– Deadlines Extended –

Due to the delay in FAFSA data being supplied to the University of Oregon, the UO is extending the confirmation deadline to June 1, 2024, for first-year students admitted for fall 2024. We are also extending the priority FAFSA filing deadline to April 1, 2024, for all UO students.

Marine biology

Two students, garbed in water-proof attire, sit and chat atop a boat.

Undergraduate degrees: BA or BS

About the major

What if your classrooms were tidepools and mudflats? Situated on 130 acres of coastal property along Coos Bay, the Oregon Institute of Marine Biology (OIMB) is a vast, living classroom where students in biology, marine biology, general science, and environmental science study marine organisms in their natural habitat.

Marine biology majors study physiology, ecology, biology, chemistry, mathematics, and physics on campus in Eugene. During junior or senior year, undergraduates immerse themselves in three terms of intensive field and lab classes at OIMB covering diverse topics of marine biology, with opportunities for independent research and internships. With courses such as Invertebrate Zoology, Oceanography, Marine Birds and Mammals, and Tropical Marine Biology in Panama, it is little wonder our majors consider their time at OIMB to be the highlight of their college experience.

A little more info

  • The University of Oregon offers the only marine biology degree in the Pacific Northwest.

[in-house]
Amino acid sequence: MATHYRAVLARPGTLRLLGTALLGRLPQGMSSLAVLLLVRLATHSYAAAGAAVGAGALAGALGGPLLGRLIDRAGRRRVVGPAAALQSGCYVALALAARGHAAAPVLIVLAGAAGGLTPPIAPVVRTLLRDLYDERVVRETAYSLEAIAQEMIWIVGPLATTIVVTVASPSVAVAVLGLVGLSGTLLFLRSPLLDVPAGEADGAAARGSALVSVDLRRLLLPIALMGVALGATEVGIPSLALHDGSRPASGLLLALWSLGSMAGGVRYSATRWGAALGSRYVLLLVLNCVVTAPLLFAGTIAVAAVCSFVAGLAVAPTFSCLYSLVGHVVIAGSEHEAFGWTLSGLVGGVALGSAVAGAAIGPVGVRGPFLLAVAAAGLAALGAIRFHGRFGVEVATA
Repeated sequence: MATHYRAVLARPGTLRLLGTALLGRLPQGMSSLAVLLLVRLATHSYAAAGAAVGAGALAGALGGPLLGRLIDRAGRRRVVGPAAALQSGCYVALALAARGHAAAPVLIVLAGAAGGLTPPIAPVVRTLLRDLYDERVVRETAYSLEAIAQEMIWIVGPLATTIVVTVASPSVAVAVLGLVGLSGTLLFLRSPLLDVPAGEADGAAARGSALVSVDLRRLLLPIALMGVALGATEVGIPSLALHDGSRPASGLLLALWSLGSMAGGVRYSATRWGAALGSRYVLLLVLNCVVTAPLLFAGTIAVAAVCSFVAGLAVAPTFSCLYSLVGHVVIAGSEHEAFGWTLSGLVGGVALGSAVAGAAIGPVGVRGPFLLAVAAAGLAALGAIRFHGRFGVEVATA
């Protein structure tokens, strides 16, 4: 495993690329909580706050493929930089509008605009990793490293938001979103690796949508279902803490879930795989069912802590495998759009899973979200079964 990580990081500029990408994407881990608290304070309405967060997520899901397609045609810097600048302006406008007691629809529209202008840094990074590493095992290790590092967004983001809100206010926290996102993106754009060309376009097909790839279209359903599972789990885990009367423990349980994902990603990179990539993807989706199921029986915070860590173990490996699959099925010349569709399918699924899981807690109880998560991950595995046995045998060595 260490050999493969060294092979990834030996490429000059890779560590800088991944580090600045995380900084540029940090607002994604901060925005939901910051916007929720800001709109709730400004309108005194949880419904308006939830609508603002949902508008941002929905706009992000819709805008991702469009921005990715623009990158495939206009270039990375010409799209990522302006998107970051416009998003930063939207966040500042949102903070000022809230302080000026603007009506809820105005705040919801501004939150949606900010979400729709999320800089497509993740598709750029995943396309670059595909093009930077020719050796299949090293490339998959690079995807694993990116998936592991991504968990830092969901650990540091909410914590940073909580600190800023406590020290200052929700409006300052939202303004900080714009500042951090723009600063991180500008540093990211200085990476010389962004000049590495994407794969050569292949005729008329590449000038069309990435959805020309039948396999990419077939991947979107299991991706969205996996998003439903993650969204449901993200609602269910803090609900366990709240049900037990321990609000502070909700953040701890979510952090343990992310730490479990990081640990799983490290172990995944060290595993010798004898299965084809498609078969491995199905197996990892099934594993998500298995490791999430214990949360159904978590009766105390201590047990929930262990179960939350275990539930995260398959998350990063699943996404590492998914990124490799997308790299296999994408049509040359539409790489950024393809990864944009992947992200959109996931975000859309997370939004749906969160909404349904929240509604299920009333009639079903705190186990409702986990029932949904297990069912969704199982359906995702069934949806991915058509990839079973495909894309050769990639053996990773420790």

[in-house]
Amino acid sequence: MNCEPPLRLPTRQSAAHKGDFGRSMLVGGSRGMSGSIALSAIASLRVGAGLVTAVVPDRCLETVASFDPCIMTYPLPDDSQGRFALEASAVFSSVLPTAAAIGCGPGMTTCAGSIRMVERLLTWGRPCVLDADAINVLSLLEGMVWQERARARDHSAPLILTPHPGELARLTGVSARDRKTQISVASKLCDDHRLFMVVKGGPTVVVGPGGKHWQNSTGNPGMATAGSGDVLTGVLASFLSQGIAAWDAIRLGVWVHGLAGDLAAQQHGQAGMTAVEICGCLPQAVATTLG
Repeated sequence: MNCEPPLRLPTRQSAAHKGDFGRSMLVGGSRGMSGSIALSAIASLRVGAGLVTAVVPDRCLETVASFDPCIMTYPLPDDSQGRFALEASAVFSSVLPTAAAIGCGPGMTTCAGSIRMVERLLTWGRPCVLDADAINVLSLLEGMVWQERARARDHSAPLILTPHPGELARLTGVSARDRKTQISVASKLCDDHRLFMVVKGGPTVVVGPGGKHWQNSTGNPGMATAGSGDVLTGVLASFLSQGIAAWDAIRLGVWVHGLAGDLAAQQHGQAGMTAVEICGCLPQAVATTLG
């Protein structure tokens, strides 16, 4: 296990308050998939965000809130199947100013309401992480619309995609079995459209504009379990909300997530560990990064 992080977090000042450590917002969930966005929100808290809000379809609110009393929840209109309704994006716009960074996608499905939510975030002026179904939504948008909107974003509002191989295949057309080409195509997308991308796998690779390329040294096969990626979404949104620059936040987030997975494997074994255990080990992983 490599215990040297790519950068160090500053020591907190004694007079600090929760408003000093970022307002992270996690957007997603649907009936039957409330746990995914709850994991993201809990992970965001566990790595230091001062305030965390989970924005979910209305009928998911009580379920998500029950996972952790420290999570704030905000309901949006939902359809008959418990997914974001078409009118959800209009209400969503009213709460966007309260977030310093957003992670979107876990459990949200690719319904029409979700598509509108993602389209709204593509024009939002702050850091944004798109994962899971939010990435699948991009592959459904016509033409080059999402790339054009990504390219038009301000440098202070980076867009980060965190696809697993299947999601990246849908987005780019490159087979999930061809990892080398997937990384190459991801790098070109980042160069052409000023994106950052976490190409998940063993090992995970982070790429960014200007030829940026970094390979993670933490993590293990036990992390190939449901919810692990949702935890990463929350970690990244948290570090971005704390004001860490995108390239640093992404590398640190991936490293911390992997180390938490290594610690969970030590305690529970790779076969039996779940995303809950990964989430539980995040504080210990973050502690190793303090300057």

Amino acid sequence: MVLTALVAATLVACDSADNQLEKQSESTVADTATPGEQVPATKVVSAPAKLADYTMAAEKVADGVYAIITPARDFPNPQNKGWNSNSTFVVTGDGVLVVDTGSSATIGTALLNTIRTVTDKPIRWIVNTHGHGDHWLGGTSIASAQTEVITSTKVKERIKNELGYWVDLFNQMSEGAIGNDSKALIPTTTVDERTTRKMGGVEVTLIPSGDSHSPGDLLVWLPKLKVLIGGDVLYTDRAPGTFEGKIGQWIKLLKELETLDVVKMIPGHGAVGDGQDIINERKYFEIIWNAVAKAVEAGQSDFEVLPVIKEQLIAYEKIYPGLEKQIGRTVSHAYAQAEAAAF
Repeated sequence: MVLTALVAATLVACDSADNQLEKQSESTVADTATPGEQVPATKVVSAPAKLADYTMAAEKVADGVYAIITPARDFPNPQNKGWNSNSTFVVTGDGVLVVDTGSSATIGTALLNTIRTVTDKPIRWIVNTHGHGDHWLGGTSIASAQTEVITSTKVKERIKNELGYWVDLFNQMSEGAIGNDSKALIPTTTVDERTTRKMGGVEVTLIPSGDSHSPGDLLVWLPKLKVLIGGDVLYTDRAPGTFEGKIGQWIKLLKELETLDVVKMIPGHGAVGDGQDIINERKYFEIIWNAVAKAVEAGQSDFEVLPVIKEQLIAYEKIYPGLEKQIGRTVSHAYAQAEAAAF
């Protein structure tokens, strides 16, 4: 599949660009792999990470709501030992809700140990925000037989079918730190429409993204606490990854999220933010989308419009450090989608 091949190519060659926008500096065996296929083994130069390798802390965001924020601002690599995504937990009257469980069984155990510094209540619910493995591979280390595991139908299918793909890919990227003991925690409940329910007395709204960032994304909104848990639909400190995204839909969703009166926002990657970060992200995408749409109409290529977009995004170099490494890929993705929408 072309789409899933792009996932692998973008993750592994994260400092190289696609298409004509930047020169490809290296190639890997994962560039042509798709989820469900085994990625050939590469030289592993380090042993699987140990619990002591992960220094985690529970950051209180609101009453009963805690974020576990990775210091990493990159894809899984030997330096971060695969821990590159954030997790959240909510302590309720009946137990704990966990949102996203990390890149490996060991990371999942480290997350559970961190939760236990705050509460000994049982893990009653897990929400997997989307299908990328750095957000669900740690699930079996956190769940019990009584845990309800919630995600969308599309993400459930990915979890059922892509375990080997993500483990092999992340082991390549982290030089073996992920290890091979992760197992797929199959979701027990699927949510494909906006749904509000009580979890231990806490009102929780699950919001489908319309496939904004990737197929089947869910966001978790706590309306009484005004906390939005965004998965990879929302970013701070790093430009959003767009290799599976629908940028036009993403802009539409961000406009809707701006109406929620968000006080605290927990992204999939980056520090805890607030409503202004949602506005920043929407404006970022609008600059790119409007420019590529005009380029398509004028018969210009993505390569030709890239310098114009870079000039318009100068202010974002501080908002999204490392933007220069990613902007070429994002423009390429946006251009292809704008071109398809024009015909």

• Students who pursue a degree in marine biology receive the same solid background as a UO biology major, but also experience several terms of field-based learning at OIMB.
  • The Oregon Institute of Marine Biology is a picturesque complex of laboratories, classrooms, and dormitories located in the southern coastal fishing village of Charleston, Oregon.
  • Full-day courses with small class sizes give our majors an immersion experience to study marine organisms with a small group of peers, graduate students, and world-renowned marine biologists.
  • Marine biology majors have the opportunity to conduct independent research and participate in internships that prepare them for graduate school and careers as marine scientists.

Career opportunities

Marine scientists are employed by universities and colleges, international organizations, federal and state agencies, private companies, aquaria, museums, nonprofit laboratories, and local governments, or they may be self-employed. The same careers open to broadly trained biologists are also open to marine biologists. Marine biology leads to jobs in environmental, government, medical, and biotechnological fields.

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